"He might not be on top form at the Worlds but come London he'll be the man to beat. Jason [Kenny, gold medallist] will be stomping but Chris will be setting out to do it all over again. The medals [he has already got] are immaterial. It's the same for me and London, you just want to feel that joy of standing on the podium again."

Wiggins also agrees with Hoy that there are no stars in the British team, just a lot of dedication. "A lot of the guys there are like it, Jason Kenny's incredibly mature and driven for his age, made a lot of sacrifices. Paul Manning, too. Look at [Olympic sprint gold medallist] Vicky Pendleton, she's never spent more than two weeks off the bike in her entire career. It's across the board."

So for all that the tiny sticker on his bike has now been changed from Chris Hoy to "Sir Chris Hoy", the man riding it has changed very little. After all, it should not be forgotten that Hoy was a gold medallist prior to Beijing, after taking the now-defunct kilo event in Athens. When it comes to getting back to basics, he has already been round the block more than once.

"You never get the chance to lose perspective with British cycling," he says. "You're not a star, you're one of a number of other athletes, all of whom are fighting to get the chance to be where you are now and knock you off your perch. The younger guys want to come through and beat you. You're not allowed to become complacent."

It is typical of how seriously Hoy takes those challenges when he says one of his current worries is qualifying for the team sprint at the World Championships. But given the way the British sprint trio – Hoy, Staff and Kenny – trounced the field in Beijing, surely there is no need for him to worry that he might not be picked?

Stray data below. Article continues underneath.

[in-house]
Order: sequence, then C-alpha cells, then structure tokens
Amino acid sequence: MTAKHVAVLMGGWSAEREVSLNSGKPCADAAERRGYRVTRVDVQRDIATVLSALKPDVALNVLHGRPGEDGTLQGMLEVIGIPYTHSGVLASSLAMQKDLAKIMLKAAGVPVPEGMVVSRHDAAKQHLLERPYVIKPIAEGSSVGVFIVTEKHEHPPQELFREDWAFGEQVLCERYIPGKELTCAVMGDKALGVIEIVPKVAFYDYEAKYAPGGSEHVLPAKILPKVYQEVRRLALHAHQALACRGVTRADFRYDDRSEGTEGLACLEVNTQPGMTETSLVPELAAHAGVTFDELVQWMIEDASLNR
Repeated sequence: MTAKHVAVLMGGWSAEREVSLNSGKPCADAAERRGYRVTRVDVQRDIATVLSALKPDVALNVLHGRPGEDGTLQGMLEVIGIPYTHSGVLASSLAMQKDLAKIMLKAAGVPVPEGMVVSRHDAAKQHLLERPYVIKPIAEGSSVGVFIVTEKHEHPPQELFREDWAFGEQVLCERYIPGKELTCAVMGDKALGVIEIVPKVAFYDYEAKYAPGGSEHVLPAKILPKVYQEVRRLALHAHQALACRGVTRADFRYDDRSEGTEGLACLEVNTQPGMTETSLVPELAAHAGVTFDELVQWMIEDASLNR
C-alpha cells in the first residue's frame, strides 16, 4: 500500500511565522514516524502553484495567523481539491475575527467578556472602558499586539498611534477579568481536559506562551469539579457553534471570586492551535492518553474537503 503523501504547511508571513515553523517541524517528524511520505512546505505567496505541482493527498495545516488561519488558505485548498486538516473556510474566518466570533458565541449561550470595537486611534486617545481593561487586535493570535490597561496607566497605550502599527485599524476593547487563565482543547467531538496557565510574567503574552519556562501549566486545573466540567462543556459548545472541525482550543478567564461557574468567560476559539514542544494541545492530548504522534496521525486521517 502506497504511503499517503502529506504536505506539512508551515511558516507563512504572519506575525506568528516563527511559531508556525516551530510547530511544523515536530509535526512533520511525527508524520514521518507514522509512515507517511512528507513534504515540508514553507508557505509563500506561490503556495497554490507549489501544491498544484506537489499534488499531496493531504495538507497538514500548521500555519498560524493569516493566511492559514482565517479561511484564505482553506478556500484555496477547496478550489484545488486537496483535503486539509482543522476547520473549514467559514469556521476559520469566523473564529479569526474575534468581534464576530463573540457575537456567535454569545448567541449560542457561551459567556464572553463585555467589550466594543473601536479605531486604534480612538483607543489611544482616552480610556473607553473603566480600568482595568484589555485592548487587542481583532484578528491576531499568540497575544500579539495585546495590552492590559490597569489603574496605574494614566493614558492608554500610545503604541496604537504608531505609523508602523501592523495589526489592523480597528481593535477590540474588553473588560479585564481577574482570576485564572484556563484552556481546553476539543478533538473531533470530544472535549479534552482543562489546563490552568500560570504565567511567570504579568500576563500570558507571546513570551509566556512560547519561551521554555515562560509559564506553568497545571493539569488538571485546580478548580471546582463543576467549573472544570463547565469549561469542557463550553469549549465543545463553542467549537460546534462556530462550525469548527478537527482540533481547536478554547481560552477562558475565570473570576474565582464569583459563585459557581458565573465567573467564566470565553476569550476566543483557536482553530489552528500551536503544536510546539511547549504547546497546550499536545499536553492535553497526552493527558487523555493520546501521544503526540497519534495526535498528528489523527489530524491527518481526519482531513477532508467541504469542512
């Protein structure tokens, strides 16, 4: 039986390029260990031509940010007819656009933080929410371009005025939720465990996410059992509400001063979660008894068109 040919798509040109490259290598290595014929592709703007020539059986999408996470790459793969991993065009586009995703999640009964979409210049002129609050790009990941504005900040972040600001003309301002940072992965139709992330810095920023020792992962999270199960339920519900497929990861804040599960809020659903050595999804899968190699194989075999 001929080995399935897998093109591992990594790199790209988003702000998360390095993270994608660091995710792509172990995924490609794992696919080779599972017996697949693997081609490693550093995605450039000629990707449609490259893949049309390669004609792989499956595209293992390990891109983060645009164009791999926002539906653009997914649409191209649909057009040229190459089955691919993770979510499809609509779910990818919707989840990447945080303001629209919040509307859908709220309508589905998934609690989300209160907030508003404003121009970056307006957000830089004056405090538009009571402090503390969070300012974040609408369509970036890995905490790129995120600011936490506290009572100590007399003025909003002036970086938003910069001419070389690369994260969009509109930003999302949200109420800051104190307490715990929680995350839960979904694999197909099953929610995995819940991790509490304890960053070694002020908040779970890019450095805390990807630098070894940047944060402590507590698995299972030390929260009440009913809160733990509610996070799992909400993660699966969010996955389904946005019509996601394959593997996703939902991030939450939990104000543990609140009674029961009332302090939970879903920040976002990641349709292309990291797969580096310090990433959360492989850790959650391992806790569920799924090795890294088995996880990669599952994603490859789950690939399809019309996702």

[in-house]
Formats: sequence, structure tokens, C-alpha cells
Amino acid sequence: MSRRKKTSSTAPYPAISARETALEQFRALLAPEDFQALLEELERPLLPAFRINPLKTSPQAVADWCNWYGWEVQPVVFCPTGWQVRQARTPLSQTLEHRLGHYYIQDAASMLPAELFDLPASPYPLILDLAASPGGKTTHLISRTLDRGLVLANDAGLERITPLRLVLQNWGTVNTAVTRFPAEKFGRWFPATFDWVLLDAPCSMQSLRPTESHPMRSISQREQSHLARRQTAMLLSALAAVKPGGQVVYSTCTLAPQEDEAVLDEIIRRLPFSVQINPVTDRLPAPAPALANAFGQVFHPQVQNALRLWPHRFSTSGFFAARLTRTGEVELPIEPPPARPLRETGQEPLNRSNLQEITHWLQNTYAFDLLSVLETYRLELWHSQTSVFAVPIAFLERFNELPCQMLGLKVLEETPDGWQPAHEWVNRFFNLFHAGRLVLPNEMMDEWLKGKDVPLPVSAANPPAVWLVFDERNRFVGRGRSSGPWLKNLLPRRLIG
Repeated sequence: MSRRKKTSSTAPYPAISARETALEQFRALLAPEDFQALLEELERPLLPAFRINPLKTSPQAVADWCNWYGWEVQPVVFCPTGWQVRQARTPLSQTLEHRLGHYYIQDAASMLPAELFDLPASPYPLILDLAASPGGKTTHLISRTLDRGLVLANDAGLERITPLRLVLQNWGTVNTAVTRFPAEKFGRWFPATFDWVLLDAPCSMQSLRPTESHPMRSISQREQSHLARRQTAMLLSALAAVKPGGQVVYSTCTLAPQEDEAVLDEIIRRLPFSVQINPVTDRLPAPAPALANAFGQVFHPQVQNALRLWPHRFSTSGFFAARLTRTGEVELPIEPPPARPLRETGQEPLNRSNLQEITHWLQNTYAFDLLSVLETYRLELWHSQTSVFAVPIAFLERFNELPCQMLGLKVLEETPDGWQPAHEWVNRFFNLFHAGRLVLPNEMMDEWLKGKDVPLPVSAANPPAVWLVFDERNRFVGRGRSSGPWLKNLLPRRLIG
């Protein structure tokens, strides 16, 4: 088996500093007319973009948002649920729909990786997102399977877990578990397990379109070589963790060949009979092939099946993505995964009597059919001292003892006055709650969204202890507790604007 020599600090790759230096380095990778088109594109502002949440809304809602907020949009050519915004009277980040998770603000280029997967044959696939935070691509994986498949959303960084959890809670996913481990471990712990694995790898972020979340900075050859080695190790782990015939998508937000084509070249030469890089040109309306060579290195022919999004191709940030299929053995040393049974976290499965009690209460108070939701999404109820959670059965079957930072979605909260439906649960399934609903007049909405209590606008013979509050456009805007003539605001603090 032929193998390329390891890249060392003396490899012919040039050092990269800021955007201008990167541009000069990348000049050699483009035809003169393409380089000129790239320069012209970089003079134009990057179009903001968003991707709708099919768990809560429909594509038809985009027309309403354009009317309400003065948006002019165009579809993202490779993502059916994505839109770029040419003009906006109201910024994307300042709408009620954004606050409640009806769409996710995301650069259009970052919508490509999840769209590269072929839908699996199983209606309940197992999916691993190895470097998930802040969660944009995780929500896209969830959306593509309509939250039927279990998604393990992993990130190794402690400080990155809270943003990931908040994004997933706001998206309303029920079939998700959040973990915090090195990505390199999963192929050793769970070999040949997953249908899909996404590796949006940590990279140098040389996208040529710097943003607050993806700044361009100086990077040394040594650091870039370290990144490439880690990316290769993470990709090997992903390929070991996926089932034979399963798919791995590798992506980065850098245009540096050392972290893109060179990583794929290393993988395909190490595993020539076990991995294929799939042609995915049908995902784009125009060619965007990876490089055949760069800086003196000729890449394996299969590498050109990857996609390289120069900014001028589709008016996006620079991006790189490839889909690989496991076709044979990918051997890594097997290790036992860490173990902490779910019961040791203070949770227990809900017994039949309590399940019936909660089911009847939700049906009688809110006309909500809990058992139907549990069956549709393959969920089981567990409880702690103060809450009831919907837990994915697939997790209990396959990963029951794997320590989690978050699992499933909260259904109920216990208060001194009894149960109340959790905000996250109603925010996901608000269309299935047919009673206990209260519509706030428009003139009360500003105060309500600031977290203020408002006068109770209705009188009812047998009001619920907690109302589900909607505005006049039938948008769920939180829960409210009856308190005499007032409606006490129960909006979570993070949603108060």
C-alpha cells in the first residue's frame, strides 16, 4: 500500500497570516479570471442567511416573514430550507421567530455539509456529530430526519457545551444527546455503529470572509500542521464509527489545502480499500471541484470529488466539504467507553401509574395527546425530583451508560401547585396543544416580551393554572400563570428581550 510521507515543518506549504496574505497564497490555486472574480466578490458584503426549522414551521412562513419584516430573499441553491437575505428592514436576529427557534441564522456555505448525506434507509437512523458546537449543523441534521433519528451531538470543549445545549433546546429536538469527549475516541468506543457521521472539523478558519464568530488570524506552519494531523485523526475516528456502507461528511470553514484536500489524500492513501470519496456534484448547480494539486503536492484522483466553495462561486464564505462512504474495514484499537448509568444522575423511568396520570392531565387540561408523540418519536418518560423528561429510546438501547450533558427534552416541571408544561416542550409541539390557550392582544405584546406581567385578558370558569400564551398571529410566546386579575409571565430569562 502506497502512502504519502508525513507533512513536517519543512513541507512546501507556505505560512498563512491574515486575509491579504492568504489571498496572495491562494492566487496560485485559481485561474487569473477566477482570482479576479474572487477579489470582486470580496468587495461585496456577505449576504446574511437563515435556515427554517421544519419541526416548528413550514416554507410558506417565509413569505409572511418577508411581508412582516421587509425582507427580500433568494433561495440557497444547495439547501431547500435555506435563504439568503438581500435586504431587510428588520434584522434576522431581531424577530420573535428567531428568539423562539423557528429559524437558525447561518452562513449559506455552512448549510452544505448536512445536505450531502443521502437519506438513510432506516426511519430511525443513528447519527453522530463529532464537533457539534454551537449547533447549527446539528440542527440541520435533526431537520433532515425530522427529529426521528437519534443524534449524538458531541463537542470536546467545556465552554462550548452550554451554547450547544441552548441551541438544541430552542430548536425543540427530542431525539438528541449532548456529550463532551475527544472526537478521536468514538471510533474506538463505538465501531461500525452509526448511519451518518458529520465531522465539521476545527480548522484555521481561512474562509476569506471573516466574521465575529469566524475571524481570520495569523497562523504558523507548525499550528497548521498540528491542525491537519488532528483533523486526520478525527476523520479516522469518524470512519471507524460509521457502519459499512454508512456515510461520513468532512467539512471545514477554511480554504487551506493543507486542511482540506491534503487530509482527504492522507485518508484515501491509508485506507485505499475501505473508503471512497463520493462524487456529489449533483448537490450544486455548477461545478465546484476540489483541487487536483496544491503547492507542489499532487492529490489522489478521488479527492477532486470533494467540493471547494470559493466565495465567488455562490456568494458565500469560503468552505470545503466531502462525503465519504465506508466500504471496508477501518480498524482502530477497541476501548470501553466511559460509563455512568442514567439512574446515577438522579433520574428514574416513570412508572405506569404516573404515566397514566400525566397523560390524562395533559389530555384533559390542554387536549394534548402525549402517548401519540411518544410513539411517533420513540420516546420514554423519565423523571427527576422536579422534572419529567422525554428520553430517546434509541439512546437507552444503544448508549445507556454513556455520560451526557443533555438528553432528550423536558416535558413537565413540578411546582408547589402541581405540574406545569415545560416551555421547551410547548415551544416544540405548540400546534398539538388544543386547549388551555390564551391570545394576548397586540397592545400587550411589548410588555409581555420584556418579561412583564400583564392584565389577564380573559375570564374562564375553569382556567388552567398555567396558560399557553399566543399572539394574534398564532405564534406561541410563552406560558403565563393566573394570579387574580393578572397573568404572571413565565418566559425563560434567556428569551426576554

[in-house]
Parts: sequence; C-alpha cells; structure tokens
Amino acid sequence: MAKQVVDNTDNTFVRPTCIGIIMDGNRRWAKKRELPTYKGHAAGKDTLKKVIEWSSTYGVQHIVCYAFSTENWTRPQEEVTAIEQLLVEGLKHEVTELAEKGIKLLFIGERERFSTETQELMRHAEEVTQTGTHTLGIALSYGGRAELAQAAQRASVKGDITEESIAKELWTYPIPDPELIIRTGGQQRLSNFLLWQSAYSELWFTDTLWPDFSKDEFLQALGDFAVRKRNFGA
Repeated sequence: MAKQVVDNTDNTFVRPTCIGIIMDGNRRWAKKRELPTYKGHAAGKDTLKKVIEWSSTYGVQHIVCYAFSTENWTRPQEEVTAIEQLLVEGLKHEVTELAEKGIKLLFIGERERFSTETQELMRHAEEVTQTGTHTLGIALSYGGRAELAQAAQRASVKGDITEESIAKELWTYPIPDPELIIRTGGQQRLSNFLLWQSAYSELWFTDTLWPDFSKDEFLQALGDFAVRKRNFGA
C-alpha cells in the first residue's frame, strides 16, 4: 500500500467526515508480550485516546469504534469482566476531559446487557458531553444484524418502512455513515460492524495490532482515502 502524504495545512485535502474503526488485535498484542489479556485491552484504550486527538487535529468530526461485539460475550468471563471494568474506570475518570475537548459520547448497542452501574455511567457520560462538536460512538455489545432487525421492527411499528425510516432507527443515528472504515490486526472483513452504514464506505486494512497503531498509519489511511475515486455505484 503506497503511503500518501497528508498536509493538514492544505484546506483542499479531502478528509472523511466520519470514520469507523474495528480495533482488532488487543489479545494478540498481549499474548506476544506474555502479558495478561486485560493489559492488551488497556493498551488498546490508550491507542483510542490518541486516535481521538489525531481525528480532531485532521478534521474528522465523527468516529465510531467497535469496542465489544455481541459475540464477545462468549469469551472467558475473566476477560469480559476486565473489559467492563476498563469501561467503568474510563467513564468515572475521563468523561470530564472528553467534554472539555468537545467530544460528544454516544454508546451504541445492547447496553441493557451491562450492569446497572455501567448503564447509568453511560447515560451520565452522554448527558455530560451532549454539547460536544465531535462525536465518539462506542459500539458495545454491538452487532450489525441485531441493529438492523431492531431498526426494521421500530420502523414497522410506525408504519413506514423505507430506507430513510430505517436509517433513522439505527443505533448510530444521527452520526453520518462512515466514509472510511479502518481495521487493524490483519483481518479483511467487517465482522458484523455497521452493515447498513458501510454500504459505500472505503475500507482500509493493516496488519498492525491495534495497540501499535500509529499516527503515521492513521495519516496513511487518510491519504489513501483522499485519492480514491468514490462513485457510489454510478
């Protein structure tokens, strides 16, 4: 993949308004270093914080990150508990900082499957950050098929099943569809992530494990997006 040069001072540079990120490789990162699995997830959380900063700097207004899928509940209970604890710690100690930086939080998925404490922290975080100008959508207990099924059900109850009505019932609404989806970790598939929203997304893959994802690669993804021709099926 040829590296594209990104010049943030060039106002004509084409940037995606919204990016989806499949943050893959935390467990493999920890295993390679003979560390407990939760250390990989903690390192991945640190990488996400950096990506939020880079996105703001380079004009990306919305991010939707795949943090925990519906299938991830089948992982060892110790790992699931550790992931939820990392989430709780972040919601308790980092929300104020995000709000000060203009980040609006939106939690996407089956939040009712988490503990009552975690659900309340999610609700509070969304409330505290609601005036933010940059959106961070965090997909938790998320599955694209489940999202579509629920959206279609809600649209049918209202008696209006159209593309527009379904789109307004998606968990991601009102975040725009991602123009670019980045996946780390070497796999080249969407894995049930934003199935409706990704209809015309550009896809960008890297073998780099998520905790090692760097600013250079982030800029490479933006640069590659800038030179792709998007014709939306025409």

"We have trials," he says, sounding genuinely worried. "Though I can't expect to be at the same level as I was at Beijing, the team sprint in Poland remains a specific target. The training's gone well, so well in fact there was only one day which didn't work out as expected. That's pretty amazing, considering I was getting steadily more and more tired."

If there is any chance of acquiring new techniques, Hoy is sure to find them. And fast. "He's a real quick learner," says Theo Bos, the Dutch former world sprint champion. "I remember when we were racing together in Japan in the keirins [the mass dash for the line which earned Hoy another gold in Beijing]. Once I told Chris that he kept too rigid a position in his upper arms and, after thanking me, he changed it in the next race, beating me. After that, I saidto myself I would never tell him anything he could benefit from!"

Hoy's ability to handle a steep learning curve is exemplified by his performances in the individual sprint. "When I started it, it wasn't something I took so seriously, it was more as a way of having a back-up event just in case there was a dead heat with somebody else in the trials.

"That way I'd be sure that I could get selected, it was an extra string to my bow. But in many ways it's been Jan [van Eijden] and Iain [Dyer, the team sprint coaches] who've broken it all down into very simple components and shown me what I can do with the individual sprint." The consequence: a gold medal in Beijing, and perhaps another in London.

"You work on your strengths and weaknesses, there are so many different issues, like the acceleration, where, for example, Jason [Kenny] is stronger than me. But my top-end speed is better than his, so that's a strength. It's a question of getting the balance exactly right."